Published: May 13, 2011
The new drug, Victrelis from Merck, effectively cured more than 60 percent of patients in clinical trials when used along with existing drugs. That compared with 20 to 40 percent of patients cured by the existing drugs alone.
“This new medication provides an effective treatment for a serious disease, and offers a greater chance of cure for some patients hepatitis C infection compared to currently available therapy,” Dr. Edward Cox, director of the F.D.A.’s office of antimicrobial products, said in a statement.
An estimated 3.2 million Americans have a chronic infection of the hepatitis C virus. The virus can cause serious liver disease, including cirrhosis and liver cancer, though these problems may take decades to develop and may not develop at all.
The existing treatment consists of nearly a year of weekly injections of long-lasting alpha interferon combined with ribavirin, a pill taken daily. The regimen is considered extremely harsh, with side effects including flulike symptoms, depression and anemia. It is not entirely clear how those drugs work.
Victrelis, also known as boceprevir, inhibits an enzyme, called protease, that the virus needs in order to replicate. By blocking viral enzymes, Victrelis borrows a page from the strategy that has been successful in treating H.I.V.
Vertex Pharmaceuticals is expected to win F.D.A. approval this month for its own hepatitis C protease inhibitor, starting a fierce marketing war with Merck. Based on clinical trial results, analysts generally expect Vertex’s drug to outsell Merck’s. Both drugs received unanimous recommendations from an F.D.A. advisory committee late last month.
Many other companies are not far behind, making hepatitis C one of the hottest areas in the pharmaceutical industry.
“Regardless of the ultimate success of this drug, it’s a harbinger of a great new era in treating patients with hepatitis C,” said Dr. Scott L. Friedman, chief of liver diseases at the Mt. Sinai School of Medicine in New York. While the Vertex drug, called telaprevir, and Victrelis must be used with the existing drugs, the hope is that in several years, three or four new drugs might be combined, as is done for H.I.V., doing away with the need for the interferon injections.
For now, though, the Merck and Vertex drugs could allow some patients to clear the virus from their bodies with shorter durations of treatment. In Merck’s clinical trial, 44 percent of patients who had not previously been treated were able to complete their treatment in 28 weeks instead of the usual 48.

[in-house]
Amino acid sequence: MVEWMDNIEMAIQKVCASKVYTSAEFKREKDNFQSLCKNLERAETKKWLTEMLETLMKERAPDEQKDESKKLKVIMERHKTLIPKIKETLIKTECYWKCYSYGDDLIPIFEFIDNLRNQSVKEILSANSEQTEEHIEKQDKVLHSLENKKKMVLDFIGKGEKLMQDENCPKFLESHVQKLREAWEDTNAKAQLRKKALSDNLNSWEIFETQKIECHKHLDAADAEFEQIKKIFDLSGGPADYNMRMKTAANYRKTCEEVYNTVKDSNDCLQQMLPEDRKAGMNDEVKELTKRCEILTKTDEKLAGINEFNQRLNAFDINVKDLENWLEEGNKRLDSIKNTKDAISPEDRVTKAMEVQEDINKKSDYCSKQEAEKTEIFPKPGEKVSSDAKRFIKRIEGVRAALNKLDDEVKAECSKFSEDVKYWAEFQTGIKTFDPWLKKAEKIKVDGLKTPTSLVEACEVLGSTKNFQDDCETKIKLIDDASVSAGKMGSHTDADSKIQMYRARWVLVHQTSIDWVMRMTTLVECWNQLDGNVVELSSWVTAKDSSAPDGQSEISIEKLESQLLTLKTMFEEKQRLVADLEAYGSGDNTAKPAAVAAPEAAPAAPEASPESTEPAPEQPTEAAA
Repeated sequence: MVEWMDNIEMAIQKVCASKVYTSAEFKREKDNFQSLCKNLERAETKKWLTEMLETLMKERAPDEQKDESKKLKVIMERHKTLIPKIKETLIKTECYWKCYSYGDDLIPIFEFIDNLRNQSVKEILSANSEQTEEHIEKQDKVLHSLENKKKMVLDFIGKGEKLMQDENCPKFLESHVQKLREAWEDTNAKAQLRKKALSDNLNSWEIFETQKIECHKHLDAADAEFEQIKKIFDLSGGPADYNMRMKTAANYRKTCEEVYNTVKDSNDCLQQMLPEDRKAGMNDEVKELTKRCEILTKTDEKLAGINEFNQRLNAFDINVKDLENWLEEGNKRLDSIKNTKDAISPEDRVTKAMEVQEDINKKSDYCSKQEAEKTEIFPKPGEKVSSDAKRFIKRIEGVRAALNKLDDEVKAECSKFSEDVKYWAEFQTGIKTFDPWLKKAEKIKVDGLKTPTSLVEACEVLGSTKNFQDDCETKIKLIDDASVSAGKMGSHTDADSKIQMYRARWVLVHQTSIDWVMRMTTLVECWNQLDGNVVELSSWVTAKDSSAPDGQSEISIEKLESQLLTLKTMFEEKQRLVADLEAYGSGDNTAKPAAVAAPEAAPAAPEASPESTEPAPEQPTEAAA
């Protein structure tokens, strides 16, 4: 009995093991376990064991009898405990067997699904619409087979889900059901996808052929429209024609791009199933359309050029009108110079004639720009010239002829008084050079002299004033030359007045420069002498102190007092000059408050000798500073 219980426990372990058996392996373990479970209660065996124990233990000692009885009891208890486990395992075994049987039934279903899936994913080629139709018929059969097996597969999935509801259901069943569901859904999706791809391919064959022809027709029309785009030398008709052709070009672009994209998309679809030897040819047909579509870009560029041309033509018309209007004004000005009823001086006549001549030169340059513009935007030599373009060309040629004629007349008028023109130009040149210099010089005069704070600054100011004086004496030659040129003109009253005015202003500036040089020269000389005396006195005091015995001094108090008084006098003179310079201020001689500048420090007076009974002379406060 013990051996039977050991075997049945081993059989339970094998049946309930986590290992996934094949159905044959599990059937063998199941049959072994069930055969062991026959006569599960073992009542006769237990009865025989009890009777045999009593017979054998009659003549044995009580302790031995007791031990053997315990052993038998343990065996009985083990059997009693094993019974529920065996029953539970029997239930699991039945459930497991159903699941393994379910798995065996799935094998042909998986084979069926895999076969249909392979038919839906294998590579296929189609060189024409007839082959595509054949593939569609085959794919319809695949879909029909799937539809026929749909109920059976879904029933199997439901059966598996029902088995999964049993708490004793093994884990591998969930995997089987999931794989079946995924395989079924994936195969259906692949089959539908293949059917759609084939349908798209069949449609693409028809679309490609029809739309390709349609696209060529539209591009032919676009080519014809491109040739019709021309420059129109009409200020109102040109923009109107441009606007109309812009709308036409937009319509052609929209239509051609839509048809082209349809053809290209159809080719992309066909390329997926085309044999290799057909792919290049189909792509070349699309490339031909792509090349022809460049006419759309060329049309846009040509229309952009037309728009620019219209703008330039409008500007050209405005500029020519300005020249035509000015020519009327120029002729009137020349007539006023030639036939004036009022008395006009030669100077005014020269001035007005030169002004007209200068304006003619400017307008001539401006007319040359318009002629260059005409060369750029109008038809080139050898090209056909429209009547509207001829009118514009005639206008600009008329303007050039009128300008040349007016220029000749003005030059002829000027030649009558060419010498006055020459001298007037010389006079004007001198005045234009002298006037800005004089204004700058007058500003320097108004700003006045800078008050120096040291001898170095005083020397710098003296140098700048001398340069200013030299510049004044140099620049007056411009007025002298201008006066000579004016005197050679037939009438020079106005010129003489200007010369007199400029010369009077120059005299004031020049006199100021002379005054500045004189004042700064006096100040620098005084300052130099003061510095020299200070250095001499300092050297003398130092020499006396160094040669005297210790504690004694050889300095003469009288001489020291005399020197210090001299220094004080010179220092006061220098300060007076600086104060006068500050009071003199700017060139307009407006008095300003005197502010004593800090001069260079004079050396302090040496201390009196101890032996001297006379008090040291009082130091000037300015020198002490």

Dr. Ira M. Jacobson, professor of medicine at Weill Cornell Medical College in New York, said many patients have been forgoing treatment in order to wait for the approval of the new drugs. “There are also patients who have tried to be treated in the past, often more than once, and have been waiting for something that gives them a significant chance of success,” said Dr. Jacobson, who is a consultant to both Merck and Vertex and a speaker for Merck.
Victrelis is approved for treatment of the genotype 1 strain of hepatitis C, which represents about 70 percent of the cases in the United States and is one of the toughest strains to treat.
Merck set the wholesale price of Victrelis at $1,100 a week, meaning a full course of treatment will cost $26,400 to $48,400. Although the treatment takes 28 to 48 weeks, Victrelis is not used for the first four weeks.
In Merck’s clinical trials, about half the patients who got Victrelis suffered from anemia, roughly double the rate for those who got only the existing drugs. The risk of having low white blood cell counts was also higher for those who got Victrelis.
Moreover, patients will have to take a lot of pills. Victrelis is taken three times a day, with a total of 12 capsules daily. Ribavirin is taken twice a day, usually with a total of five or six pills. If patients do not take Victrelis faithfully, the virus might become resistant to the drug.
Most people who are infected with hepatitis C virus do not know it, health authorities say. The biggest group consists of baby boomers who might have been infected decades ago through needles used to inject drugs, or through sex, blood transfusions or hemophilia medications.